Archer shows how just a few centuries of fossil-fuel use will cause not only a climate storm that will last a few hundred years, but dramatic climate changes that will last thousands. Carbon dioxide emitted today will be a problem for millennia. For the first time, humans have become major players in shaping the long-term climate. In fact, a planetwide thaw driven by humans has already begun. But despite the seriousness of the situation, Archer argues that it is still not too late to avert dangerous climate change–if humans can find a way to cooperate as never before.
Revealing why carbon dioxide may be an even worse gamble in the long run than in the short, this compelling and critically important book brings the best long-term climate science to a general audience for the first time.
In this short book, David Archer gives us the latest on climate change research, and skillfully tells the climate story that he helped to discover: generations beyond our grandchildren’s grandchildren will inherit atmospheric changes and an altered climate as a result of our current decisions about fossil-fuel burning. Not only are massive climate changes coming if we humans continue on our current path, but many of these changes will last for millennia. To make predictions about the future, we rely on research into the deep past, and Archer is at the forefront of this field: paleoclimatology. This is the book for anyone who wishes to really understand what cutting-edge science tells us about the effects we are having, and will have, on our future climate.
Richard B. Alley, Penn State University
This is the best book about carbon dioxide and climate change that I have read. David Archer knows what he is talking about
James Hansen, NASA
Books on climate change tend to focus on what is expected to happen this century, which will certainly be large, but they often neglect the even larger changes expected to take place over many centuries. The Long Thaw looks at climate effects beyond the twenty-first century, and its focus on the long-term carbon cycle, rather than just climate change, is unique.
Jeffrey T. Kiehl, NCAR
A great book. What sets it apart is that it expands the discussion of the impacts of global warming beyond the next century and convincingly describes the effects that are projected for the next few thousand years. What also sets it apart is how deeply it takes general readers into the scientific issues of global warming by using straightforward explanations of often complex ideas.
Peter J. Fawcett, University of New Mexico
David Archer (Wiley-Blackwell, 2006).
Global Warming: Understanding the Forecast is a comprehensive introduction to all aspects of global warming. Written in an accessible way, this important book examines the processes of climate change and climate stability, from the distant past to the distant future. Examining the greenhouse effect, the carbon cycle, and what the future may hold for global climate, this text draws from a wide range of disciplines, and not only summarizes scientific evidence, but also economic and policy issues, related to global warming. A companion website provides access to interactive computer models of the physics and chemistry behind the global warming forecast, which can be used to support suggested student projects included at the end of each chapter. Global Warming: Understanding the Forecast provides an essential introduction to this vital issue for both students and general readers, with or without a science background.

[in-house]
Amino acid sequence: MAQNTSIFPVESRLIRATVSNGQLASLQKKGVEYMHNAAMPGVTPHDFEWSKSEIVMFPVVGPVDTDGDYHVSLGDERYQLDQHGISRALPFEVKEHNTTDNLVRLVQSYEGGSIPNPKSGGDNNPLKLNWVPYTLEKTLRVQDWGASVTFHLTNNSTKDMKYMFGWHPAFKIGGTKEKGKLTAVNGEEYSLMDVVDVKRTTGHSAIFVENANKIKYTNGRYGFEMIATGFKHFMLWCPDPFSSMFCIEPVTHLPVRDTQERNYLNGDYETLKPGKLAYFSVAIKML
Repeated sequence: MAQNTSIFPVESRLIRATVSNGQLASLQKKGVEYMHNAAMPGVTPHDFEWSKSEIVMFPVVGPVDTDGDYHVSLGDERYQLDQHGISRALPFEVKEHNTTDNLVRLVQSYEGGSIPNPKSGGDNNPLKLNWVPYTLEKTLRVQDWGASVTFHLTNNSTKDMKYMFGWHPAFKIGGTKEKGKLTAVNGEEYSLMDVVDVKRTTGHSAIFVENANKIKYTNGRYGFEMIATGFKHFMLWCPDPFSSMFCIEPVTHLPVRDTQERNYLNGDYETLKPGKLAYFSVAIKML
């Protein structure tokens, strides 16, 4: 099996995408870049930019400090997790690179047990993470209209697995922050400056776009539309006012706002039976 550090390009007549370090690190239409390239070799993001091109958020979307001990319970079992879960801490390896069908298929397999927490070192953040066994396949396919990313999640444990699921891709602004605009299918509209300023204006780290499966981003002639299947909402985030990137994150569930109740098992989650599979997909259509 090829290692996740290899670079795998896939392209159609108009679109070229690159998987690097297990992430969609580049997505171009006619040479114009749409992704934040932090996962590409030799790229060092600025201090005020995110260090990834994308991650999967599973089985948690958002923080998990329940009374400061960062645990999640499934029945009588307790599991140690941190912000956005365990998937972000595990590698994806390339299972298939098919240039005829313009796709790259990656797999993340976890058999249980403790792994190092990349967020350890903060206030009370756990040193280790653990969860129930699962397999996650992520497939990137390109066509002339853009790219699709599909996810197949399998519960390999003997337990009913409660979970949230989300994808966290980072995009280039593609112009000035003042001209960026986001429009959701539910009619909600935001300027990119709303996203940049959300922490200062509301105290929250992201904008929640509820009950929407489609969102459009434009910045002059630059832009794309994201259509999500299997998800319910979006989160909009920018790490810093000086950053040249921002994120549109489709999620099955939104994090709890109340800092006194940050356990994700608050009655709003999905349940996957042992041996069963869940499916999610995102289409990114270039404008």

Rigorous but rewarding, David Archer’s book takes us through the science of global warming so that we can more effectively assess where the world may be heading.
Andrew S. Goudie, University of Oxford
David Archer’s book is an accessible, entertaining, but detailed account of how scientists are trying to predict future climate change. It is an excellent book and should be the first port of call for anyone wanting to delve deeper into exactly what goes into those global warming forecasts.
Mark Maslin, University College London, author of Global Warming: A Very Short Introduction
This is a wonderful book. Between the covers of a surprisingly slim paperback, David Archer has distilled nearly everything a concerned undergraduate student could wish to know about the workings of the climate system…overall, this book perfectly hits its target audience.
Keith Alverson, Intergovernmental Oceanographic Commission of UNESCO, Environmental Conservation
The main purpose of this book is to introduce the reader to the subject of solar activity and the connection with Earth’s climate. It commences with a brief review of the historical progress on the understanding of the solar-terrestrial connection and moves on to an objective scrutiny of the various hypothesis. The text focuses on how knowledge about the solar cycle and Earth’s climate is obtained. It includes discussion of observations, methods and the physics involved, with the necessary statistics and analysis also provided, including an examination of empirical relations between sunspots and the Earth’s climate. The author reviews plausible physical mechanisms involved in any links between the solar cycle and the Earth’s climate, emphasizing the use of established scientific methods for testing hypothesized relationships.